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Leadership in a global crisis – the Path to Recovery

by Robert Masters, Chairman, The Centre for Optimism

It takes incredible discipline for leadership to get beyond the damage and create the solution to add trust, confidence and optimism in the community.

Transparency, Truth and Timelessness are the keys to the solution. They are the head, heart and guts (the navigators) of what you should be communicating based on your core principles and values.

Leaders must be inclusive and solutions-oriented in a way that says, ‘we are here for you, we are part of this community and we will get through this by working together to restore our positive way of life’.


The culture of fear that we are now living in has two aspects to it which require leadership that delivers trusted, transparent, authoritative messages and comfort.

Fear limits our performance and our approach to issues. From a psychological point of view, we know media fuels fear.

In the current environment, this fear is a virus in itself and it can affect our health and safety and our financial position as well.

Leaders, especially politicians, can quickly foment this culture of fear through too-frequent press-conferences, interviews and in social media. This is not to say they should not be communicating frequently, but that they must understand that the media’s principle role is to help people make informed decisions. Therefore, feeding the media’s ‘fear cycle’ must be understood in how to couch the message to ensure the media help people make informed decisions.

With all of us having up to 60,000 thoughts a day and around 80% of them negative, our leaders have to recreate a culture based on optimism.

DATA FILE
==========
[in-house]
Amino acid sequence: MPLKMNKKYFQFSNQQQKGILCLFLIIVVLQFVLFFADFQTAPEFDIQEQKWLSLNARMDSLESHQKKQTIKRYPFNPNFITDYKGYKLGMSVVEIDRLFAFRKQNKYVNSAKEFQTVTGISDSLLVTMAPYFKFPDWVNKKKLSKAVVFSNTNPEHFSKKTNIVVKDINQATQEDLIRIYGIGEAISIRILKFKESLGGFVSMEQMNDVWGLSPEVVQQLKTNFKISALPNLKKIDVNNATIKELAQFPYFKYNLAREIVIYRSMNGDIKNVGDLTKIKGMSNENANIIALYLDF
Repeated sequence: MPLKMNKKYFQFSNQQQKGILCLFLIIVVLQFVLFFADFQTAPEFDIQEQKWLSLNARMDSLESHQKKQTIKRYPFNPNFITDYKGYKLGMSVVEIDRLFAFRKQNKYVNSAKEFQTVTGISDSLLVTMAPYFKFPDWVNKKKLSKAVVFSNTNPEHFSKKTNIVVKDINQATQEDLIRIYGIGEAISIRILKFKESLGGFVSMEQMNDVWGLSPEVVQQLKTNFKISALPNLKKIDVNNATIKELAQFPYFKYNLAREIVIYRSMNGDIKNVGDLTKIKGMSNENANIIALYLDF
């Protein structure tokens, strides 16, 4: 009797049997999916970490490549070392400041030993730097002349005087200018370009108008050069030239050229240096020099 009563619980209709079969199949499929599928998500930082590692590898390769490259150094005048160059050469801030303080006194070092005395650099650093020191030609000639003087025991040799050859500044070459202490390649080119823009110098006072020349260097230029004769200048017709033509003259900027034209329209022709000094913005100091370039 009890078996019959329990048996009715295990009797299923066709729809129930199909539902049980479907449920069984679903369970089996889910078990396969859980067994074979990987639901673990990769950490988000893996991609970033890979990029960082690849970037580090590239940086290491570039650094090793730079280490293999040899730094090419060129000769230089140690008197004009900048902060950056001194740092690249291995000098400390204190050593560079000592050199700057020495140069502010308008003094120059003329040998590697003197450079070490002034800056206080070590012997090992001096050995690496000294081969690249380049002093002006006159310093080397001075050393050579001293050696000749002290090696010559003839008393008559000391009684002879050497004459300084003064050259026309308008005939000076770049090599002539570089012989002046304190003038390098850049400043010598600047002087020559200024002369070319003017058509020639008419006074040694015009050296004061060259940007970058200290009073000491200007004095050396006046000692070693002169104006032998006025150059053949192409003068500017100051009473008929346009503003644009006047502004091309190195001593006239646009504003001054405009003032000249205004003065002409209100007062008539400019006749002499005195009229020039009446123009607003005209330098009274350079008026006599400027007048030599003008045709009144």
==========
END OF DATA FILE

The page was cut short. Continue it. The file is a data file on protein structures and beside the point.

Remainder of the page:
Statements such as ‘we shall all get through this’ do not deliver this new culture. They should not dictate, but provide solutions, such as ‘our health system, our doctors, nurses, assistance and our scientists are the best anyone could have, and they are working on protecting you day in and day out’; ‘we have the best minds working on plans for regrowth, for jobs, for a better Australia’; and ‘I shall be telling you about them over the days ahead.’

‘Story telling’ is a very important aspect of getting people to understand Leaders’ messages. It should be used to address the ‘why’ factor in a pathway to what is planned to be done and what role is expected of stakeholders.

It also needs to be used to get stakeholders ‘emotionally engaged’ so they understand what they are facing, what opportunities are at hand and how they can act to address them or take advantage of them.

People don’t want this virus, but they do want leadership to deal with it in a positive way. Most people are doing the right thing, but they don’t want to be constantly castigated because this will lead to disillusionment; nor do they want a dictatorial style, or an authoritarian one; and they definitely don’t want a culture of fear.

Robert Masters is the Chairman of The Centre for Optimism.  He is one of Australia's wisest, most experienced and optimistic crisis communications adviser.  Contact Robert for sound advice.

Rob Masters on Optimism and Strategy

"I’m not being Pollyanna or popping on my rose-coloured glasses. This storytelling tip in this time of COVID-19 is informed by well-worn psychological research. It turns out when things are unclear and uncertain humans look to see what others are doing to guide their own actions. It’s called social proof (apologies for adding another ‘social’ to your week). So my tip is simple: share, extol, celebrate and praise stories of people doing the right thing. It’s the optimistic (and an effective) way to encourage change." 
Shawn Callahan

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